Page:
Sally Andrew Debuts a South African Mystery Series with Recipes for Love and Murder

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Sally Andrew Debuts a South African Mystery Series with <i>Recipes for Love and Murder</i>

Sure, Sherlock Holmes can solve mind-bending mystery before breakfast, but can he cook the perfect buttermilk chocolate cake?

Meet Tannie (“Auntie”) Maria, a 50-something South African advice columnist with a talent for sleuthing and a penchant for cooking glorious Afrikaans specialties. Possessing more than a little moxie, she stars in a charming new mystery series from debut novelist Sally Andrew.

The first book in the series, Recipes for Love and Murder, opens with Tannie Maria transforming her recipe column in the local newspaper into an advice column to pacify the paper’s sponsors. Her common sense (coupled with mouthwatering recipes) is a hit, and she soon receives mail from readers across the country. Then Tannie Maria gets a letter from a woman who wants to escape her abusive husband—a situation that mirrors her own violent past. When the woman is murdered, Tannie Maria is determined to find the killer herself. After all, suspects are more willing to talk if you ply them with food.

Paste caught up with Andrew (who lives on a South African nature reserve frequented by a secretive leopard, pictured above) to talk about the series’ origins, the recipes in the novel and Tannie Maria’s next mystery.

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1loveandmurdercover.jpg Paste: What sparked your imagination to write Recipes for Love and Murder?

Sally Andrew: Gosh, is it possible to identify what sparks things in our brains and hearts? I remember I was sitting under a camelthorn tree in the Namibian desert when I typed up the first ideas that led to these “Tannie Maria” books. I think I invented Tannie Maria to keep me grounded, laughing and to teach me how to love—and maybe to cook.

I love old fashioned, “cozy” mystery series (e.g. Poirot by Agatha Christie, and Perry Mason by Erle Stanley Gardner), so this definitely shaped the genre I chose. And I’m also influenced by slow-moving, feel-good books, like those by Alexander McCall Smith and Herman Charles Bosman.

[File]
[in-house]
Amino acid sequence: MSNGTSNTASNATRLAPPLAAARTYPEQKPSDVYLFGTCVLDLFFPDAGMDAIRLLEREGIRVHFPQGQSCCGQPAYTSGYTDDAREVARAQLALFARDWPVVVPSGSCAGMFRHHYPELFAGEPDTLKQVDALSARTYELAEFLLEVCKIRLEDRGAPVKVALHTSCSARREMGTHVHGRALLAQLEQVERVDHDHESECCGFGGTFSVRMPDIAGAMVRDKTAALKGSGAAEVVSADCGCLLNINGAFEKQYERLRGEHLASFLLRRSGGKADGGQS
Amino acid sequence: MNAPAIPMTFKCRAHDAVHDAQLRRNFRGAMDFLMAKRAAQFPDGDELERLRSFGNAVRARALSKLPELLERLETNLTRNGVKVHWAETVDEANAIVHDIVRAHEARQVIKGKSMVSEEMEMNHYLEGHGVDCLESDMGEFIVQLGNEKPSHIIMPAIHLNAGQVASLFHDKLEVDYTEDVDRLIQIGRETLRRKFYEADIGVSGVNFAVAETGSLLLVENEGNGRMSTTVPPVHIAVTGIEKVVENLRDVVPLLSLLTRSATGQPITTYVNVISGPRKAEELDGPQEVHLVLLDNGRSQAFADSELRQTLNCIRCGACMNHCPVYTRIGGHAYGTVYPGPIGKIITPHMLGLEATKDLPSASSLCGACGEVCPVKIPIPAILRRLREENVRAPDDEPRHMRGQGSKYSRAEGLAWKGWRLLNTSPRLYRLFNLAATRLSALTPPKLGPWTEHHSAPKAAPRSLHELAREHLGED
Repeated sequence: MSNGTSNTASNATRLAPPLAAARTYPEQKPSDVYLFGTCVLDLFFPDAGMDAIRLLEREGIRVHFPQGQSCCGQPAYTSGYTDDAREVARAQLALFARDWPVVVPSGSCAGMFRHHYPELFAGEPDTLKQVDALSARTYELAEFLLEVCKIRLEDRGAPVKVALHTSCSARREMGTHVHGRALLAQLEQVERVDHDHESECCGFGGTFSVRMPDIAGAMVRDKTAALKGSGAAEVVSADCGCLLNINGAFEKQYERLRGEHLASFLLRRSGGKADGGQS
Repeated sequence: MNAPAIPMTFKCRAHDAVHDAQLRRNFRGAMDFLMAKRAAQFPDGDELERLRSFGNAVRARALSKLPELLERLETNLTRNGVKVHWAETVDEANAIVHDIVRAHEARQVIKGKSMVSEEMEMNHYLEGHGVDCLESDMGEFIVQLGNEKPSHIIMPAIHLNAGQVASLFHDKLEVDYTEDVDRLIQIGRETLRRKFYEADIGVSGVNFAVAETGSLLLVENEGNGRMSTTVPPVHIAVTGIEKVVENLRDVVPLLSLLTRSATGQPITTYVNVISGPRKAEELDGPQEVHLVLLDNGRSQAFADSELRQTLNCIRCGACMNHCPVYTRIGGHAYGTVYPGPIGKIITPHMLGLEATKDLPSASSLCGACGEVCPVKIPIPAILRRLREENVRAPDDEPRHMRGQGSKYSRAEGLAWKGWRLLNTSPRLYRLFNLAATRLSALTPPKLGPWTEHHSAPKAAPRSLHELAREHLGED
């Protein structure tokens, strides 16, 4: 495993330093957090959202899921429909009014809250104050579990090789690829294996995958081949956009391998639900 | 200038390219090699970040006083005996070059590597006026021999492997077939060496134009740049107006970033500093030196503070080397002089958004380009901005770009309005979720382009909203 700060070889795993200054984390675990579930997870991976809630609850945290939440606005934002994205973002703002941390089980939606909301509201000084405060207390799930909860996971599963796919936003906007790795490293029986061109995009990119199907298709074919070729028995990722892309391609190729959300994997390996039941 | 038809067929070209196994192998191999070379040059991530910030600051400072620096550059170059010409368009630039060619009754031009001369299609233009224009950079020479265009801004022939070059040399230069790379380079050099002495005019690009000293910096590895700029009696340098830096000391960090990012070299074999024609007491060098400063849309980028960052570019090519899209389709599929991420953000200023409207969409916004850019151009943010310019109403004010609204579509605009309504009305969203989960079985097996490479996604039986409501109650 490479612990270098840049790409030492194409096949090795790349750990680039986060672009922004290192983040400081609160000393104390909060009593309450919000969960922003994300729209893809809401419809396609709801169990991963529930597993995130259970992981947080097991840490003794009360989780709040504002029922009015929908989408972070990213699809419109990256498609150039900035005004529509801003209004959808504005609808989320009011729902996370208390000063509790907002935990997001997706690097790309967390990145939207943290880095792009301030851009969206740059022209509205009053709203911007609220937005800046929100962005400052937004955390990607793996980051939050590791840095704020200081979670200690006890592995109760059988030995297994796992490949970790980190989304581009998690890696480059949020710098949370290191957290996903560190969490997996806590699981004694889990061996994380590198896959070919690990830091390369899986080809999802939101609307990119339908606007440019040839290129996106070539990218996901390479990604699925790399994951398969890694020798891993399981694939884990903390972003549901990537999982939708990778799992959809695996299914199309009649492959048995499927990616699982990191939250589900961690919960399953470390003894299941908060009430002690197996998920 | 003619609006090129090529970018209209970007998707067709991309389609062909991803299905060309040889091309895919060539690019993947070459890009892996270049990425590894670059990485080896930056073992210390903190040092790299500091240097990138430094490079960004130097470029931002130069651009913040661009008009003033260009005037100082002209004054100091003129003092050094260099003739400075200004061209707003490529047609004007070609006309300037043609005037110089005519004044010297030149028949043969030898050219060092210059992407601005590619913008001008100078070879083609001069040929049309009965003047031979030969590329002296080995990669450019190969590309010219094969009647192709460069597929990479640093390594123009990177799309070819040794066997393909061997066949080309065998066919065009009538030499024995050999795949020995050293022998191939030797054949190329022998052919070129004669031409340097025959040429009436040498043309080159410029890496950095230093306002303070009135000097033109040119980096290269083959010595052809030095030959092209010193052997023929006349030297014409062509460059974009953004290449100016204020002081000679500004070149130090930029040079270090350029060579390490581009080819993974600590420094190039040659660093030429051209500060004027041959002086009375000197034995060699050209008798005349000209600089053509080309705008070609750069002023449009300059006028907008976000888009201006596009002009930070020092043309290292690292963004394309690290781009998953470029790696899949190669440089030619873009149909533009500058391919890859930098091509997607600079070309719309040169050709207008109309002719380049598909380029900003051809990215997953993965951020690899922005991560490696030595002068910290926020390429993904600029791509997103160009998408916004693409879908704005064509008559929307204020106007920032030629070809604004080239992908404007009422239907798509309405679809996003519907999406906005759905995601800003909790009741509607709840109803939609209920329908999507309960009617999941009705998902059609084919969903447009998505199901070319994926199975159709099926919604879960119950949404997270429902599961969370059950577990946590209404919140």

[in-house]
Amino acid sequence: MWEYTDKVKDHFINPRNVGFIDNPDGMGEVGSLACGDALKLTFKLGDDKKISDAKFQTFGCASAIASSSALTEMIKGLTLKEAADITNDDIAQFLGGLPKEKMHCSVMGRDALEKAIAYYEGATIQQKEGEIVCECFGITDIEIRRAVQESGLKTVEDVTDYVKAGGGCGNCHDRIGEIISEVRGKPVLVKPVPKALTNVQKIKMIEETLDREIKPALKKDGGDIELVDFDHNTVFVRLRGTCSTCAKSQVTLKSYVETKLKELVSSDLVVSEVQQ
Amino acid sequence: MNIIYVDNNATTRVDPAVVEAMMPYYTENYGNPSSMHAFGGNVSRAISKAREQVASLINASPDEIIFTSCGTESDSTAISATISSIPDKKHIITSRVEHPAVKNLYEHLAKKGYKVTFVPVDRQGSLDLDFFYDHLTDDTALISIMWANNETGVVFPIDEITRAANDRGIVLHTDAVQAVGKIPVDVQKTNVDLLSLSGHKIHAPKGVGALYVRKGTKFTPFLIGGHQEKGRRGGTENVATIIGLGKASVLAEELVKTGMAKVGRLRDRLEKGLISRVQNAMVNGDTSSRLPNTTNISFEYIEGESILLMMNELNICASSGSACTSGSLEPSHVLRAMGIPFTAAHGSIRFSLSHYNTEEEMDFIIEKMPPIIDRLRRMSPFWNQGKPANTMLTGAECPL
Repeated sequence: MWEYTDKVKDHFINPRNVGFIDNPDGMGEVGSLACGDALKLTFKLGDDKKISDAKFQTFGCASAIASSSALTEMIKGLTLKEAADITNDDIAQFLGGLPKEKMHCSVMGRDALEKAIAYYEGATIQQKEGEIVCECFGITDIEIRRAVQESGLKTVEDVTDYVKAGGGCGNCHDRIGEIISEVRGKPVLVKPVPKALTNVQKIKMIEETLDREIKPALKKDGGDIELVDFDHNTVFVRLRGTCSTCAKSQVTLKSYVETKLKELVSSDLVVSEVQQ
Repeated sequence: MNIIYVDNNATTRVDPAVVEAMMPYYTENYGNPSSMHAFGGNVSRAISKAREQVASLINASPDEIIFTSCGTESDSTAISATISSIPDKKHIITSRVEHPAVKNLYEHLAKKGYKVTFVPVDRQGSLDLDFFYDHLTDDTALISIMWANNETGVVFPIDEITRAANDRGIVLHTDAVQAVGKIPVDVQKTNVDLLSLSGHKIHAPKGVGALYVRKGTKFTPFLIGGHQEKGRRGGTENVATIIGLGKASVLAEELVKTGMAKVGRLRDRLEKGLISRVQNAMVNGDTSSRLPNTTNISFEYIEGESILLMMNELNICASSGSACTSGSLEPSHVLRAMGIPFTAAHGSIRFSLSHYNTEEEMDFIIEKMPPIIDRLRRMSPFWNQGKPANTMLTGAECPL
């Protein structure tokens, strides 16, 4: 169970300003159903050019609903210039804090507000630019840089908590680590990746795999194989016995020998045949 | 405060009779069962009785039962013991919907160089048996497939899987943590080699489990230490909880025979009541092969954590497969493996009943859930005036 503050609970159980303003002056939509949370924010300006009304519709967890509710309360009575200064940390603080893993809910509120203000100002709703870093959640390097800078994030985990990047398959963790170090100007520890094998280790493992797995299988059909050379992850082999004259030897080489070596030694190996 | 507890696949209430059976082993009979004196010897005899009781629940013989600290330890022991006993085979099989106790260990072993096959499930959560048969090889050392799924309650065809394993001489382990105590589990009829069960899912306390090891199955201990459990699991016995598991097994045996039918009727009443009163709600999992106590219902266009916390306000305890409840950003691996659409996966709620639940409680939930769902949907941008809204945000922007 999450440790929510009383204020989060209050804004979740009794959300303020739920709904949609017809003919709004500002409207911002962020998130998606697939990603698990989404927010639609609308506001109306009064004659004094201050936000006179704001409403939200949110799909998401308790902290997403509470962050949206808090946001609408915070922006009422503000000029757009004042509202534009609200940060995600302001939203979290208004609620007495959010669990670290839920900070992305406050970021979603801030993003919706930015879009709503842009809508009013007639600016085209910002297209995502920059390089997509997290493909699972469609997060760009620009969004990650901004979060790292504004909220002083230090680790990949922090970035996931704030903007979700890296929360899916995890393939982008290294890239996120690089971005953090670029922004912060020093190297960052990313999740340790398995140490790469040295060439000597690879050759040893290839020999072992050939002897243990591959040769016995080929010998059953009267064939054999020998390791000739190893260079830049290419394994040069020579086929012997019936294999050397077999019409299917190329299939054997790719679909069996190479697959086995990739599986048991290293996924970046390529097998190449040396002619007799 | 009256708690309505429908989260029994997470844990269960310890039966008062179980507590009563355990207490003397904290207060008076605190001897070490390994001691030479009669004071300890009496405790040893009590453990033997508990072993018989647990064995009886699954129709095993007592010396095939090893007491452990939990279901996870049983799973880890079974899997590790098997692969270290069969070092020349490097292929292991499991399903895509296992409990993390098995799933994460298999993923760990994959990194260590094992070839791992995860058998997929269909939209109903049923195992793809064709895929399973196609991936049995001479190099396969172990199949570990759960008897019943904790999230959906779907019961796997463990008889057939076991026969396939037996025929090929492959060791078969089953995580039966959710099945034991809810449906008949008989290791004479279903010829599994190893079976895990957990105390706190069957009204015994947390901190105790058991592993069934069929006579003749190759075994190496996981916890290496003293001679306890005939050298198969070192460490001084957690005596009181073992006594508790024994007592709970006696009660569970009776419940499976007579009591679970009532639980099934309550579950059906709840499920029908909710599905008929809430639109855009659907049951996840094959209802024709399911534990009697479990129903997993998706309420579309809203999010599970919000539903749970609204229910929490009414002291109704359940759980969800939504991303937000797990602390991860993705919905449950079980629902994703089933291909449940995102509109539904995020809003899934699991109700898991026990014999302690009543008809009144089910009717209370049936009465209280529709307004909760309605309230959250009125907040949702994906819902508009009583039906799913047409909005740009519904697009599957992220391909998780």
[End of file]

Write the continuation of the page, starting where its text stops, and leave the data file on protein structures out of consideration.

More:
Paste: Food plays a critical role in the plot, and you even add key recipes to the end of the book. How did you decide which recipes to include?

Andrew: I draw largely from traditional South African cookbooks and old family recipes. My initial selection is often based on humor or literary allusions. But then I test all the recipes and only include the moan-out-loud delicious ones at the back of the book.

Paste: Who is your favorite character in the novel?

Andrew: I love so many of the characters. Why Tannie Maria is so special to me is answered in [your first question]. Do I have to choose? There may be consequences! What if they sulk and don’t want to cooperate for forthcoming novels? Jessie is fantastically feisty. Hattie is a top-of-the-pops delight. Anna is so funny. Henk is an adorable hunk. Candy is so cool and so hot. Sorry, I’m not gonna call favorites.

Paste: Domestic violence is a tragic reality for multiple women in the novel. Why was it important for you to include it in the story, especially in Tannie Maria’s past?

Andrew: It would be dull if her past was all rosy, no? A peaceful life is great to live, but boring to read about. I also thought it would be good to link Maria’s personal empowerment (overcoming of fears, self-doubt, etc.) with her quest for justice (tracking down a murderer). South Africa, sadly, has a very high level of domestic violence and murder of women by their husbands.

Paste: Can you divulge any details about the next book in the series?

Andrew: Indeed I can. It is called The Satanic Mechanic: A Tannie Maria Mystery. It continues with the themes of recipes, love and murder, but also has fun with sex, healing and forgiveness.

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